Seeing Eye to Eye: Drug Development and Ocular Toxicology


By David Faulkner posted 05-31-2016 11:32


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Ocular toxicology—the field of toxicology concerned with the eyes and the visual system—has become a vital component of drug development, with just as much interest aimed at drugs that target afflictions of the eye, as detecting drugs with off-target effects in the visual system.

Currently, the best way to deliver drugs for ocular ailments is through the intravitreal route via methods such as eye drops or or injections. But these solutions are often unpalatable for patients. “[In general,] people don’t like eyedrops,” says Evan Thackaberry, PhD, DABT, who is a toxicologist and therapeutic area leader at Genentech and Ocular Toxicology Specialty Section (OTSS) past president. “Genentech works mostly on drugs that are delivered intravitreally, but people don’t like that. They’d rather get drugs another way, so lots of companies are partnering up to improve delivery.”

iStock_000068118019_Full resize.jpgNon-intravitreal methods are difficult to develop, as the blood-retina barrier protects the eye just as the blood-brain barrier protects the brain. This can make it difficult to target orally consumed therapeutics to the eye, explains Dr. Thackaberry, “and for a large molecule, you’re just not going get good exposure.”

Although it’s often difficult to effectively treat illness in the visual system with oral medication, drugs intended to target other organs are instantly flagged if they show unexpected effects on the eyes. In fact, one of the fastest ways for a drug candidate to be eliminated from development is “if there’s any activity [affecting the visual system]. That’s a showstopper,” concludes Dr. Thackaberry.

“It’s a sensory system people aren’t willing to sacrifice for drug treatment,” adds Chris Somps, PhD, a Pfizer scientist who is the OTSS president. “Cancer patients will tolerate a lot in terms of adverse events, but when it comes to the eye, that’s something that’s not tolerated.”

To tackle ocular toxicity in drug development, toxicologists and ophthalmology researchers are working to develop new tools for predicting ocular toxicity and to expand our understanding of the molecular biology of the visual system. “There’s a lot of work going into organ-on-a-chip technologies [and] stem-cell derived organoids,” says Dr. Somps.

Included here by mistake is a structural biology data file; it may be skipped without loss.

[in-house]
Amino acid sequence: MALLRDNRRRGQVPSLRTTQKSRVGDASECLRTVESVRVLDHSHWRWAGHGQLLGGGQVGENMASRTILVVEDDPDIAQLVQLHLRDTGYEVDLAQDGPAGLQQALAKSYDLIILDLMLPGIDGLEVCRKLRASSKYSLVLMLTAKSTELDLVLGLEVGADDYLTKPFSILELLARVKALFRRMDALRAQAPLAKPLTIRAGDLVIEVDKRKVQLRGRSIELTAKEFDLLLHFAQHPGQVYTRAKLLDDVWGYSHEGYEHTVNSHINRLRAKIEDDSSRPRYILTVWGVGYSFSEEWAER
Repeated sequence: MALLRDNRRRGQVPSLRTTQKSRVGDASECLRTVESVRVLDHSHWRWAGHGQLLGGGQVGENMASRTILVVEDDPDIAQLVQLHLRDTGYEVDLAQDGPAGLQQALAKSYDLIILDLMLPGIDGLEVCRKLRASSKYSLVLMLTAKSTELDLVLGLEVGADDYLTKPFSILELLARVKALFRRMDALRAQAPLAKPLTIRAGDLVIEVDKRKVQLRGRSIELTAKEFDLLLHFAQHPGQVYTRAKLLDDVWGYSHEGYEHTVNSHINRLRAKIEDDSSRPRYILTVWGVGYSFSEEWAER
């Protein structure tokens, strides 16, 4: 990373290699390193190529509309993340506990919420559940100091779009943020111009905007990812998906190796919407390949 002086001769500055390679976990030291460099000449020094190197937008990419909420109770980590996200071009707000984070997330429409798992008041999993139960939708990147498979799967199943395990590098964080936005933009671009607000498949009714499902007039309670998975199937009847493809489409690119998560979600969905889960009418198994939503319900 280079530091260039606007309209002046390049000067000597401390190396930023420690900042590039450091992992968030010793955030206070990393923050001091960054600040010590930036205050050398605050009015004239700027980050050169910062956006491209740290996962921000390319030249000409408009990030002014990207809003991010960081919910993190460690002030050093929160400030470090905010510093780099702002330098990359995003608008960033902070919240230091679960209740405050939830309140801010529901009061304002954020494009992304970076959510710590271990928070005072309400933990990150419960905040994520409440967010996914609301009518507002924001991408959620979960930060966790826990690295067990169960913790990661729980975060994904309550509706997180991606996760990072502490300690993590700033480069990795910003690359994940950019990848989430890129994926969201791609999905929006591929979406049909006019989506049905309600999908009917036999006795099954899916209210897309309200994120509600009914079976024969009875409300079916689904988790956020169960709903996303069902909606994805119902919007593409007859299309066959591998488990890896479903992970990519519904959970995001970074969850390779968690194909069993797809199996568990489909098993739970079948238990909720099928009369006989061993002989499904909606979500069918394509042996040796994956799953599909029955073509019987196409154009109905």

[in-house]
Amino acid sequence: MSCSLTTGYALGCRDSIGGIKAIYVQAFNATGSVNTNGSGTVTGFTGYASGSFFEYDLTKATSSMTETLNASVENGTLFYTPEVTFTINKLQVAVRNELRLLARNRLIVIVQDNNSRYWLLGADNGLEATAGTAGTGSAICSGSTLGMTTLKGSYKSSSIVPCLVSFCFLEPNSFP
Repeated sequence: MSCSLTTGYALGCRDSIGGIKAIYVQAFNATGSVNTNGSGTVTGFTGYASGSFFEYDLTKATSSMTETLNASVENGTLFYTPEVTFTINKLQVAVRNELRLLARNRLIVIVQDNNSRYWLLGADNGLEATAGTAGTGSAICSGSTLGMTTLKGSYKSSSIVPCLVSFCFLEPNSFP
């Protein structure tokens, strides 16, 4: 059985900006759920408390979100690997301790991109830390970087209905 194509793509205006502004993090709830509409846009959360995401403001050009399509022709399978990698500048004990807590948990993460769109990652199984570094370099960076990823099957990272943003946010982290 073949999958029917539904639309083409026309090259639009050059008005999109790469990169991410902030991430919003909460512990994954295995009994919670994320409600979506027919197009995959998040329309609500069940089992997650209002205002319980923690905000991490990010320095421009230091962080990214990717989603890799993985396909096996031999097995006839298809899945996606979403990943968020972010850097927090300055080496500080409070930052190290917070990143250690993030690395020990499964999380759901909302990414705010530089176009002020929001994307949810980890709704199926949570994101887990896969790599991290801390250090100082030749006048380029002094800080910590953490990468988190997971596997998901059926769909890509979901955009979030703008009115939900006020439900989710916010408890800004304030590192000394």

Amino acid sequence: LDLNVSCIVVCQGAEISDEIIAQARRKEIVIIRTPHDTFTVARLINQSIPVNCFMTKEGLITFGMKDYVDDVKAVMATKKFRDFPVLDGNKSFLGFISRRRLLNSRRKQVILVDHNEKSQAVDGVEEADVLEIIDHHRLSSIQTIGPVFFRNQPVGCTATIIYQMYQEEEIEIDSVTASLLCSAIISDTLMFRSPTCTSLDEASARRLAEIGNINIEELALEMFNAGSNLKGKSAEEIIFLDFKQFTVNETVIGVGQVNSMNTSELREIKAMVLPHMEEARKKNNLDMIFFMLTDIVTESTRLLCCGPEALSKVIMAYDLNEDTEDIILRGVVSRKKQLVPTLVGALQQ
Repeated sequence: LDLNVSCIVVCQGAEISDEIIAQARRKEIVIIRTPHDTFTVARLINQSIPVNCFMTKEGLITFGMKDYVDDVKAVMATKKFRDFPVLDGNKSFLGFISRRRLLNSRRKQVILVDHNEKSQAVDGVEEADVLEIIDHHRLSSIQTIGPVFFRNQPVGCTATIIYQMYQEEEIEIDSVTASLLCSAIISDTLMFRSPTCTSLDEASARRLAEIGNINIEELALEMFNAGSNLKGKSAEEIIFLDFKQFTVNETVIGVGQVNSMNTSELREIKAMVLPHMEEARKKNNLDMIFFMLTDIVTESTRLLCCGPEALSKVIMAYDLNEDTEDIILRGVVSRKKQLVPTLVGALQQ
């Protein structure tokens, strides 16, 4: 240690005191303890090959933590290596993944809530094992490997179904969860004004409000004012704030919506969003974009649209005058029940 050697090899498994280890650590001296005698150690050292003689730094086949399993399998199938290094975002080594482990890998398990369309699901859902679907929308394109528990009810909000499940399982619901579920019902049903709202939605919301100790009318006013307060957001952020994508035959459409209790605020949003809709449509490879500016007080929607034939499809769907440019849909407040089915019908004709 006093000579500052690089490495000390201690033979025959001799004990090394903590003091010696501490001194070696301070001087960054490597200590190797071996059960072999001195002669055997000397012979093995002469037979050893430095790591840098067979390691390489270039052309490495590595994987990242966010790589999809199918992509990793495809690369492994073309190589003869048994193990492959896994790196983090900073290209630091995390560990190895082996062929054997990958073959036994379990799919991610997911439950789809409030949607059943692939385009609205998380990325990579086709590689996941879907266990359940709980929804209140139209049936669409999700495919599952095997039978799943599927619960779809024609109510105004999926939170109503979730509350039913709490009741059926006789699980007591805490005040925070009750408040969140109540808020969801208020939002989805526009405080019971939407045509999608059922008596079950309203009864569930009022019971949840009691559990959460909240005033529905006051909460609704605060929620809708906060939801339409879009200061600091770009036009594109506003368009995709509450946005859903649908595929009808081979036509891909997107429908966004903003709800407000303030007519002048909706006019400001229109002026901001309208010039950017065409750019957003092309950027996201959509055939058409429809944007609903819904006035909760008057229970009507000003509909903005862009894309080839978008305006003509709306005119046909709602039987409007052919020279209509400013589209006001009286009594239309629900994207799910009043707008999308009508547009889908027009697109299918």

But 3-D retina models are in their infancy, and plenty of other challenges remain. It’s still quite difficult to culture ocular cells from the back of the eye, and the 3-D structure that is vital for their function is extraordinarily complex.

That intrinsic complexity is why it is important to bring together a cross-section of professionals involved ocular toxicology, pharmacology, and pharmacokinetics research and to provide a forum for them to share information and resources, say Drs. Thackaberry and Somps.

The OTSS and SOT are partnering to create just such a forum on June 27 and June 28 at the “Ocular Toxicology, Pharmacology and Drug Delivery: An Eye on the Future” Contemporary Concepts in Toxicology (CCT) meeting, being held at the Genentech campus in South San Francisco.  


“The way the field is set up, a lot of folks that do ocular toxicology research might not come to [the SOT Annual Meeting], but go to their own meetings,” says Dr. Thackaberry. “This is a chance for us to see a little more of the picture because all we have is the data that we’ve generated, and we know that other good work is happening in other companies in other labs… It’s not easy to share information [since] a lot of it is proprietary, and I’m excited for us to be able to do that.”  

Planning for the meeting has taken nearly two years and involved a coordinated effort between the meeting organizing committee, co-chaired by Drs. Thackaberry and Somps, and the SOT CCT Conferences Committee. The speakers have been confirmed and the agenda has been finalized, leaving only a few loose ends to tie up. “It’s mostly done, but we’re still having conversations here and there,” says Dr. Thackaberry. “It’s a daunting process.”

But in spite of the stress, he remains enthusiastic about the event, “I’m very excited. It’ll be a great meeting.”

For more information and to register for the “Ocular Toxicology, Pharmacology and Drug Delivery: An Eye on the Future” meeting, visit the CCT event page.